According to Edward Snowden’s employer, Booz Allen Hamilton, he was paid $122,000 a year. That means Snowden, at age 29, would have been at grade 15, the very top of the civil service pay scale for the Washington, D.C., area. The highest grade at which an agency could recruit someone like Snowden would be grade 12, starting with a salary of just $75,000.
We don’t know how much the National Security Agency paid for his services, of course. But a typical consulting rate for government work with a security clearance would be $1,500 per day or $360,000 for a 48-week year.
The private sector has its own idiosyncrasies, but the needs are the same—if on a different scale. Enterprise CISOs are answerable to CEOs for the cost-effectiveness of the security system they choose, as well as its effectiveness.
In the current climate of ever-present threat, however, effectiveness may trump cost, given the possible costs of a massive breach. Costs incurred are not only tangible but also far-reaching, when consumer confidence becomes an issue.
4. Consider bringing IT in-house.
Congress will squeal as beltway contractors are major donors to both parties. But the only way to get a handle on federal IT security and IT cost overruns is to bring core IT functions in-house and pay the staff directly. Contractors will still be needed to develop new systems. But the contracts awarded should be broken down into small parts whose success or failure can be objectively measured rather than block contracts of $100 million or more.
5. Identify preventable attacks.
In each and every one of the high-profile IT breaches that have affected the federal government in the past five years, technology was available that could have prevented the breach, just as enterprise CISOs have the ability to prevent the all too prevalent malware and ransomware attacks.
Perhaps the most important discovery following the Snowden breach at NSA is the agency charged with protecting U.S. government cybersecurity was unable to protect itself. Why did a 29-year-old contract employee have access to a file server holding unencrypted files describing the most secret NSA activities? There were preventative measures available.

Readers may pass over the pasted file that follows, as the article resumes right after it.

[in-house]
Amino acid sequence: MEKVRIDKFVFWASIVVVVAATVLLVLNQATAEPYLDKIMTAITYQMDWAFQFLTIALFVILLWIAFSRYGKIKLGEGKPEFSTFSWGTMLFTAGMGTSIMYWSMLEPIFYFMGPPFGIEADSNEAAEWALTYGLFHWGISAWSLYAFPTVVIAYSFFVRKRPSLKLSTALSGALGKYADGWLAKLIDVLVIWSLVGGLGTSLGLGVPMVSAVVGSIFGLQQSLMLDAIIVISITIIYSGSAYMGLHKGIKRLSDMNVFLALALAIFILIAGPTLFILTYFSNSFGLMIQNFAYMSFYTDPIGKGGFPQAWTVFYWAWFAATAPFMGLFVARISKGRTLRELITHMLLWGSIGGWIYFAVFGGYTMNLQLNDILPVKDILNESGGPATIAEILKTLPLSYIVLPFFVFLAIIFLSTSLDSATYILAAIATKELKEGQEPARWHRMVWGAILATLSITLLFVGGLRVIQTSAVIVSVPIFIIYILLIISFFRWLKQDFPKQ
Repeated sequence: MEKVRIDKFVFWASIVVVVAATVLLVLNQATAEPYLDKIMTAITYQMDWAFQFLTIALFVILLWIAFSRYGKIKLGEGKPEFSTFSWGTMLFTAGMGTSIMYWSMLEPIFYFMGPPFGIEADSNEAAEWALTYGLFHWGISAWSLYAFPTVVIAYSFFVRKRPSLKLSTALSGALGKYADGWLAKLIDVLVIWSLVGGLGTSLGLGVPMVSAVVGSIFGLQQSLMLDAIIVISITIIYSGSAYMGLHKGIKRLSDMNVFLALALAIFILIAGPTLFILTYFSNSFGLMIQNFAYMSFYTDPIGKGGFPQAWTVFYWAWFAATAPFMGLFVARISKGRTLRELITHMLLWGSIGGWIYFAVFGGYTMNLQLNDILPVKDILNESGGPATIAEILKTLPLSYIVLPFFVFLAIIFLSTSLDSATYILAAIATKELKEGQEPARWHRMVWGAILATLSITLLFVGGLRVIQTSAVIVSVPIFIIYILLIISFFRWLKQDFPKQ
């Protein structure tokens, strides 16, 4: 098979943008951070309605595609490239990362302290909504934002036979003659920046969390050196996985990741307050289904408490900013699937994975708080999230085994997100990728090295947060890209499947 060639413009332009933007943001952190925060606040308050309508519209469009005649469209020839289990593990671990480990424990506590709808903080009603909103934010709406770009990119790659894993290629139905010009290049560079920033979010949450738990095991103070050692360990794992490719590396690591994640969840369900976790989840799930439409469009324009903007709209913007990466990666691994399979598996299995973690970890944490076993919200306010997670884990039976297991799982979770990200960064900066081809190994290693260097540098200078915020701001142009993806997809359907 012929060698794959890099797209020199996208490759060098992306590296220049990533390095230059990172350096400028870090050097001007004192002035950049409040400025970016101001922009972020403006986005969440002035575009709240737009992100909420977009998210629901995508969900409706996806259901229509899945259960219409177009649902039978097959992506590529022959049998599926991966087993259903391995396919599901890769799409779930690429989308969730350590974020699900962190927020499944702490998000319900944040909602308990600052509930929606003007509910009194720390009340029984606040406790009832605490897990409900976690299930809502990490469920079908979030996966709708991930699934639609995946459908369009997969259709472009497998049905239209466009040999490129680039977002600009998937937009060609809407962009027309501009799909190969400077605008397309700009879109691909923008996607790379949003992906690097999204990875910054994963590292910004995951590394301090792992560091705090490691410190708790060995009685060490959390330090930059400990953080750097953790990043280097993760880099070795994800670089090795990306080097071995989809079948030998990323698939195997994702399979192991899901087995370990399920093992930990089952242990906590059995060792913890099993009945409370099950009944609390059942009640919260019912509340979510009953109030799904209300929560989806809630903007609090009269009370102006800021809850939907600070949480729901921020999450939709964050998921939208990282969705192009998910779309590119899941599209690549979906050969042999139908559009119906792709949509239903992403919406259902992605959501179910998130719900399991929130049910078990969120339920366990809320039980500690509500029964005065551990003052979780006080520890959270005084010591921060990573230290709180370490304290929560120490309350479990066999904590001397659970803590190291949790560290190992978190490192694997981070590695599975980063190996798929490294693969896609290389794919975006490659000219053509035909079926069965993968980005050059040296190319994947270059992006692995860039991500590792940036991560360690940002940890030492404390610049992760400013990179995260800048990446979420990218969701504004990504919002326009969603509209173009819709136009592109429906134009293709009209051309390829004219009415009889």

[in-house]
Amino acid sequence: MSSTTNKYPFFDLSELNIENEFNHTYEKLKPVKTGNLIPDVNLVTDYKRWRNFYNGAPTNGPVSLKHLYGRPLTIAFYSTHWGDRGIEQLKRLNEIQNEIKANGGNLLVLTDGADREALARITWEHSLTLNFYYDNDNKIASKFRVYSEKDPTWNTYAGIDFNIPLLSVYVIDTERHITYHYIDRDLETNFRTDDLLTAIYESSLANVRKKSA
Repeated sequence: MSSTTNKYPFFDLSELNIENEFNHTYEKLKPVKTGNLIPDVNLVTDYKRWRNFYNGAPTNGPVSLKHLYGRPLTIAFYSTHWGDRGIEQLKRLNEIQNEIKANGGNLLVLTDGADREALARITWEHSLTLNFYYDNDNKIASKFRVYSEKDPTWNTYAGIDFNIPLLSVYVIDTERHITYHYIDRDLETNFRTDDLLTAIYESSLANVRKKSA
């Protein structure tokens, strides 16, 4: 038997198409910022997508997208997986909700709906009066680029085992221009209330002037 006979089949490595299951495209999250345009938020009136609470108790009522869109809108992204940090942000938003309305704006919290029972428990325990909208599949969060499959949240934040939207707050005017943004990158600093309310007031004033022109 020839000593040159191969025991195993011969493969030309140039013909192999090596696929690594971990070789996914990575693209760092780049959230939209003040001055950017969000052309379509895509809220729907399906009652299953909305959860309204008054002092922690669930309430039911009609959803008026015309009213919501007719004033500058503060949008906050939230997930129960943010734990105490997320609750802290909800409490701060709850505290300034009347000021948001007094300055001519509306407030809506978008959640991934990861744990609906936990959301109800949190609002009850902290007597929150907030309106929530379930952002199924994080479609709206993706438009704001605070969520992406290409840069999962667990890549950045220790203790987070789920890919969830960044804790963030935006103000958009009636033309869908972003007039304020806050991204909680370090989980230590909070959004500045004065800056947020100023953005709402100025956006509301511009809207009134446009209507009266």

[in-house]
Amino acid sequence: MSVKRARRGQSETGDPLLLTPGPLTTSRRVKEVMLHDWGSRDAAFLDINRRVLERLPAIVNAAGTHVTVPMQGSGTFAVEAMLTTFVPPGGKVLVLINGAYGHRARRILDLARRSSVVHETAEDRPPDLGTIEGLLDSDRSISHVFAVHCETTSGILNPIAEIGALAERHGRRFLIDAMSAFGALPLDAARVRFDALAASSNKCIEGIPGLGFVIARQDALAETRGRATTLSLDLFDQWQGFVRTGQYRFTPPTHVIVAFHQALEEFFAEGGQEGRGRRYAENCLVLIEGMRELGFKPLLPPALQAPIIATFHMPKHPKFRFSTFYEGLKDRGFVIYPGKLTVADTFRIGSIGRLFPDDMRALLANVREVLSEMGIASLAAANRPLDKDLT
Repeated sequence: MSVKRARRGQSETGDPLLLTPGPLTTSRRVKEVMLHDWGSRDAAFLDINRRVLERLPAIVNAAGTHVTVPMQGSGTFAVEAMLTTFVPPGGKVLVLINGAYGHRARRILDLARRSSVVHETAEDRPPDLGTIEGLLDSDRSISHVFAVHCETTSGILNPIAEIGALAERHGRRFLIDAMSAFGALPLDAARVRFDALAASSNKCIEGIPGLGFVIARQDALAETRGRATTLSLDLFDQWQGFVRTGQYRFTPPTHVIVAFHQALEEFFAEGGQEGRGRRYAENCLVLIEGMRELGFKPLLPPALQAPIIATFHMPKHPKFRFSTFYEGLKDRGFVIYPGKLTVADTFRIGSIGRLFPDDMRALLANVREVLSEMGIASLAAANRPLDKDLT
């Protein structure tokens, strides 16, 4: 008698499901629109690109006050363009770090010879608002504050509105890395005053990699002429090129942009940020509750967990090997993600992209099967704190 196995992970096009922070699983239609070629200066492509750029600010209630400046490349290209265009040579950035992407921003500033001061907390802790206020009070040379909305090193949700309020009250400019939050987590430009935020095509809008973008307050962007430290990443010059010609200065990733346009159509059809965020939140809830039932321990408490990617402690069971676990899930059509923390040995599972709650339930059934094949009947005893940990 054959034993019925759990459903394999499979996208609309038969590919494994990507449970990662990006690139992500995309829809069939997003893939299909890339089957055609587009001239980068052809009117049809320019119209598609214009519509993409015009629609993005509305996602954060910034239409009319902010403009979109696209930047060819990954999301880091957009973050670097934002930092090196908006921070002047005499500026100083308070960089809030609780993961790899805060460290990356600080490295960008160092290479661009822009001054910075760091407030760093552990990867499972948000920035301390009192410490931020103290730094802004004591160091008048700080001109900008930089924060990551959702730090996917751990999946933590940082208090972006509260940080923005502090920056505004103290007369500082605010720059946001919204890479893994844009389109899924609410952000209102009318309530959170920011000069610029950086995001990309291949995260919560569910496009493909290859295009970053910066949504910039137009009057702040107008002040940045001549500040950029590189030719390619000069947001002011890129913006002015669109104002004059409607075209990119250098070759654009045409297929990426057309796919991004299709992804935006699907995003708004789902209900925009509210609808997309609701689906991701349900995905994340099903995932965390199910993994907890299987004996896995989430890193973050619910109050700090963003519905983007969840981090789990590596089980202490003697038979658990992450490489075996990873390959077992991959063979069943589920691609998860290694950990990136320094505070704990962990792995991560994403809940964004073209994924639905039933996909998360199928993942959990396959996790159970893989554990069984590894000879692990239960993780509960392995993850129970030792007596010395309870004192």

6. Hold vendors accountable.
The principal problem with the vast majority of enterprise software systems is they are too hard to use. And why make them any other way? Usability engineering costs time and money, and in the enterprise space, the person who makes the buying decision is almost never the person who has to use it.
Enterprise security applications tend to be particularly bad, because what is required is not an application that can be used securely, but one that allows all the right security standards boxes to be ticked. And ticking boxes does not guarantee interoperability.
As one person complained to me: “Yes, the product ticks both the boxes. But the product doesn’t support both at the same time, not unless the customer pays extra.”
The federal IT security crisis can only begin to be reined in when vendors start to deliver application software secure by default and as easy-to-use in its secure state as when the security is switched off. As with any enterprise security solution, at the federal level and in the private sector, dependability and adaptability are vitally important.
If a CISO can tailor a system to meet the particular needs of the organization and feel confident in its efficacy, the results can justify the costs.